The third movement is different gravitas reigns.  It opens in Brahmsian manner and has grandeur and sweep which can be compared with the finest of the Late Romantics.  The solo cello is something more homely.  It’s difficult to know how seriously Ives is taking this - the music is exquisite and beautiful weighted.  I think of Ives showing the nobility of the Americana here, he certainly seems to be heaping affection on these familiar tunes. It’s utterly convincing and draws to the most eloquent close.

The fourth movement has a bit more tension to it’s start.  The mood is in that odd space Brahms and Dvorak (and no doubt some others) found between the rock of Wagnerian expression and classical restraint.  Stirring and yet dispassionate at the same time - it sets up a great Romantic denouement which doesn’t happen.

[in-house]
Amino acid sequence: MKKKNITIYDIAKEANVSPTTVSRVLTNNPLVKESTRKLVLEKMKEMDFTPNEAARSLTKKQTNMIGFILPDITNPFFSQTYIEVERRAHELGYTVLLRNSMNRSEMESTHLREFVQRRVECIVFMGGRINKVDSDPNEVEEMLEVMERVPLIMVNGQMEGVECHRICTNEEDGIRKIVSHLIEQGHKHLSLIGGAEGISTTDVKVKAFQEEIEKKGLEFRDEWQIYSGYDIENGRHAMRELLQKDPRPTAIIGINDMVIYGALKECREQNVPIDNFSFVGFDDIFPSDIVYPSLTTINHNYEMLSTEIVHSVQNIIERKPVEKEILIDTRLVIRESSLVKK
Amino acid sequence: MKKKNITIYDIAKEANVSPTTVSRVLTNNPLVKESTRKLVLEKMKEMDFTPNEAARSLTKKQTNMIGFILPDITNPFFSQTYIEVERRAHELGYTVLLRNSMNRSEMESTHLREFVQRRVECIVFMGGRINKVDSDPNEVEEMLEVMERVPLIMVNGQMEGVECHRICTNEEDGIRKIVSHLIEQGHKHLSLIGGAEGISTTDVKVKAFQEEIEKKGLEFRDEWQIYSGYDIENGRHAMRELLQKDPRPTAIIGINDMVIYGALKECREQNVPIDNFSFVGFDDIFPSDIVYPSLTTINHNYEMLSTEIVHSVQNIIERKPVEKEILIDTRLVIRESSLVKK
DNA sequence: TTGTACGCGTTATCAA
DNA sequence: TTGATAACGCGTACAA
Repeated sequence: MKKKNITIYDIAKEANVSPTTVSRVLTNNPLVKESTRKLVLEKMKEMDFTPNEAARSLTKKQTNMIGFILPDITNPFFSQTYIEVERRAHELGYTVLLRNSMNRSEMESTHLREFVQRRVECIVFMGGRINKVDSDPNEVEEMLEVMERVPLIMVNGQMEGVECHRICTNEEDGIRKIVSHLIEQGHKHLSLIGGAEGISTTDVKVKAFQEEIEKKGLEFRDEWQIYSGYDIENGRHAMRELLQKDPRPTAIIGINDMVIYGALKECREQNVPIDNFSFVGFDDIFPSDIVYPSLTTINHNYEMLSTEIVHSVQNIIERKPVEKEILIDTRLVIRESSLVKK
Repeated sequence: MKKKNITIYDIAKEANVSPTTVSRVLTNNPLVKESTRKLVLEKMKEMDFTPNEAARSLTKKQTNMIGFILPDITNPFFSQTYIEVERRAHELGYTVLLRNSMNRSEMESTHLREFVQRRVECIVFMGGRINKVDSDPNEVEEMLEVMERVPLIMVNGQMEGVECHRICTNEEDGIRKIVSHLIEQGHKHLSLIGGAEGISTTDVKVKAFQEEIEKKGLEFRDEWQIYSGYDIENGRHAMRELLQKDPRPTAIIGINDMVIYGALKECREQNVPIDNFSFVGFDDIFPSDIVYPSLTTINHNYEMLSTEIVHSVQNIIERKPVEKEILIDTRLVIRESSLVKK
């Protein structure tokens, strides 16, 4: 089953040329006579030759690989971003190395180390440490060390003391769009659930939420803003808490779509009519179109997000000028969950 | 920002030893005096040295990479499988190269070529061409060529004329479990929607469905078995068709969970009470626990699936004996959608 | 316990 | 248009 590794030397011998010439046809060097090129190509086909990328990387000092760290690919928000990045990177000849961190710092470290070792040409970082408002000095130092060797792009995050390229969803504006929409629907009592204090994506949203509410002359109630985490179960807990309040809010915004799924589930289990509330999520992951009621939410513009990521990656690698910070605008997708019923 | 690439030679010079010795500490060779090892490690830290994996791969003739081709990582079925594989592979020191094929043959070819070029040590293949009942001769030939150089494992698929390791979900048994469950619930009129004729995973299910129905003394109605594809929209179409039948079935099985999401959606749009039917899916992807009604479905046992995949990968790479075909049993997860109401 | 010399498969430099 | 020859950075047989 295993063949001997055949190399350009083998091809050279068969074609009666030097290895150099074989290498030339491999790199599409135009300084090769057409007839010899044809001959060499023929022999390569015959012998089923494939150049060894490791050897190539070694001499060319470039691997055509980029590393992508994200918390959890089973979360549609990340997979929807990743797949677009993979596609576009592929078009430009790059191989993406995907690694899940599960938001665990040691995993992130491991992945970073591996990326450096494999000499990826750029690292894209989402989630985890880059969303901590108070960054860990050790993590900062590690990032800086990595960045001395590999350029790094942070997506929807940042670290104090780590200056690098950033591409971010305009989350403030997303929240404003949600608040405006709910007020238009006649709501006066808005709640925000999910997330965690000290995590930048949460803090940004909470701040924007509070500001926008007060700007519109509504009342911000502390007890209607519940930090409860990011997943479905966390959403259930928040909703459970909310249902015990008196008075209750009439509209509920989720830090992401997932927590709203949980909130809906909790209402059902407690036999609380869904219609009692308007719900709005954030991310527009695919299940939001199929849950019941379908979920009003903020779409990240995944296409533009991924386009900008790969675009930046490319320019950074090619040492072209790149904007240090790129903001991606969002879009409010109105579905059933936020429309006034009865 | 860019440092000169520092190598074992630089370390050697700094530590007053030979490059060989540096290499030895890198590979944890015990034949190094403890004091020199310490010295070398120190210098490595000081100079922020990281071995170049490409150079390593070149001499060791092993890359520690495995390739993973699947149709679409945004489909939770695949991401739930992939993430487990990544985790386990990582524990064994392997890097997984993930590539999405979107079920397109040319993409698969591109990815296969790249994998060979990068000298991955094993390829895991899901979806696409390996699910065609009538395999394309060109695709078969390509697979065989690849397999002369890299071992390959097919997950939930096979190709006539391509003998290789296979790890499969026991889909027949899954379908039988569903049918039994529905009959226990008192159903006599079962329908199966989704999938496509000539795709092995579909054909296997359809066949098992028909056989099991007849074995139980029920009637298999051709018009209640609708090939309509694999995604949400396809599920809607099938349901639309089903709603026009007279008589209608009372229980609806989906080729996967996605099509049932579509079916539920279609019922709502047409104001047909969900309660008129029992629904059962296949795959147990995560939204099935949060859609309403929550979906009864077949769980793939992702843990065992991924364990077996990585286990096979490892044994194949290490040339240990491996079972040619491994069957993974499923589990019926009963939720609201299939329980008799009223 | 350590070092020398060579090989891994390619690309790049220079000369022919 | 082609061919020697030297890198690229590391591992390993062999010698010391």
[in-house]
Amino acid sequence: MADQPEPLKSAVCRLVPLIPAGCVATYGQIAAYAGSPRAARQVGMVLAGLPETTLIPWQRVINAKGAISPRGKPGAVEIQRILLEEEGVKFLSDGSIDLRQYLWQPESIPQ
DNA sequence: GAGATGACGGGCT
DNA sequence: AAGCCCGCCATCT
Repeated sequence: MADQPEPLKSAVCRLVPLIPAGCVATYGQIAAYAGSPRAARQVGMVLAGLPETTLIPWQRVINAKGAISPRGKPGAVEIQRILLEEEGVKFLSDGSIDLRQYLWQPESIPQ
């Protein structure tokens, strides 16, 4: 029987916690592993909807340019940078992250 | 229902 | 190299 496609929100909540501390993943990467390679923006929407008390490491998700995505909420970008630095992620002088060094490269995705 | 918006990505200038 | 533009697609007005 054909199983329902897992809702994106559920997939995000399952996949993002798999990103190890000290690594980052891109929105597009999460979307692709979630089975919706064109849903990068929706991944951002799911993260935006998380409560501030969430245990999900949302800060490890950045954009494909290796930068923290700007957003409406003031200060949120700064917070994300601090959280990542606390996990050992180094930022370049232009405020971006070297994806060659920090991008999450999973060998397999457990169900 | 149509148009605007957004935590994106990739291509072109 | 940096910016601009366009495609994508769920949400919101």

The spritely Allegro that follows is where the these threads all start to come together.  Tunes from across the face of the United States fizz along - interrupting the progress is a homely passage first heard on strings with horn accompaniment.  It puts a brake on the progress but is beautifully judged.  Proceedings recommence with a bold and dramatic section which yields to the fast paced music again.  Its breathless stuff. The mix is enlivened with militaristic percussion - the fragments we may know or might guess are Americana flick around the orchestra and the drama of the movement builds to giddy heights.